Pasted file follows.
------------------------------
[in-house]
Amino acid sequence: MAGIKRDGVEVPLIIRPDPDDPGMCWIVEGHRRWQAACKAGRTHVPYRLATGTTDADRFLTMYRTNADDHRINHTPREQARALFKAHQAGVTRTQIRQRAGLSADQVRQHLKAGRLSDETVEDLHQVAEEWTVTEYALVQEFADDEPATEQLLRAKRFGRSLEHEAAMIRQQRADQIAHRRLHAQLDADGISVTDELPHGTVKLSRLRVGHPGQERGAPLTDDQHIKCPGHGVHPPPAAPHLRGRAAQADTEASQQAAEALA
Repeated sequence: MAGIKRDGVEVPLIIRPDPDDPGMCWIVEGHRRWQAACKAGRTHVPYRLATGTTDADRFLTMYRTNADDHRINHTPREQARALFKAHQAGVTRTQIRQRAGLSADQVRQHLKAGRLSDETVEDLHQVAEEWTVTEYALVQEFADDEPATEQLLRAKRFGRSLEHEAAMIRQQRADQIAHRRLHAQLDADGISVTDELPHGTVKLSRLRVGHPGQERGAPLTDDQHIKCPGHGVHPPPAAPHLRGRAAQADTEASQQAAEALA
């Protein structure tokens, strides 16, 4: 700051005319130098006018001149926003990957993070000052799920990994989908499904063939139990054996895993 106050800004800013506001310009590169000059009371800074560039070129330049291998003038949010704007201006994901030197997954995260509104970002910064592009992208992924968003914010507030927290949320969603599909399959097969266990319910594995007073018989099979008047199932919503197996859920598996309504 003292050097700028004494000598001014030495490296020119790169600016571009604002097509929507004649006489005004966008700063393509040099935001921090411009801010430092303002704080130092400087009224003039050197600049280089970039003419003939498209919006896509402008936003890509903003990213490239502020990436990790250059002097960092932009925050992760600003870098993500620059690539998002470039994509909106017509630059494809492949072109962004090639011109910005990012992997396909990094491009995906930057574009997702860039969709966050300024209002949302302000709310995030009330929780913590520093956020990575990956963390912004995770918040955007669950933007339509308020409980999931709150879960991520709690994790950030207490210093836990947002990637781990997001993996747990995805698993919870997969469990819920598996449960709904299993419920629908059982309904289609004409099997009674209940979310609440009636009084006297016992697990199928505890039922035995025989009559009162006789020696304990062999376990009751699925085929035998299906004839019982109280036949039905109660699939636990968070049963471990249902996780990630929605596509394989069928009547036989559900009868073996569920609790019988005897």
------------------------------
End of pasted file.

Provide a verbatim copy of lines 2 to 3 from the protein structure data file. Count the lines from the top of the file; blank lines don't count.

Amino acid sequence: MAGIKRDGVEVPLIIRPDPDDPGMCWIVEGHRRWQAACKAGRTHVPYRLATGTTDADRFLTMYRTNADDHRINHTPREQARALFKAHQAGVTRTQIRQRAGLSADQVRQHLKAGRLSDETVEDLHQVAEEWTVTEYALVQEFADDEPATEQLLRAKRFGRSLEHEAAMIRQQRADQIAHRRLHAQLDADGISVTDELPHGTVKLSRLRVGHPGQERGAPLTDDQHIKCPGHGVHPPPAAPHLRGRAAQADTEASQQAAEALA
Repeated sequence: MAGIKRDGVEVPLIIRPDPDDPGMCWIVEGHRRWQAACKAGRTHVPYRLATGTTDADRFLTMYRTNADDHRINHTPREQARALFKAHQAGVTRTQIRQRAGLSADQVRQHLKAGRLSDETVEDLHQVAEEWTVTEYALVQEFADDEPATEQLLRAKRFGRSLEHEAAMIRQQRADQIAHRRLHAQLDADGISVTDELPHGTVKLSRLRVGHPGQERGAPLTDDQHIKCPGHGVHPPPAAPHLRGRAAQADTEASQQAAEALA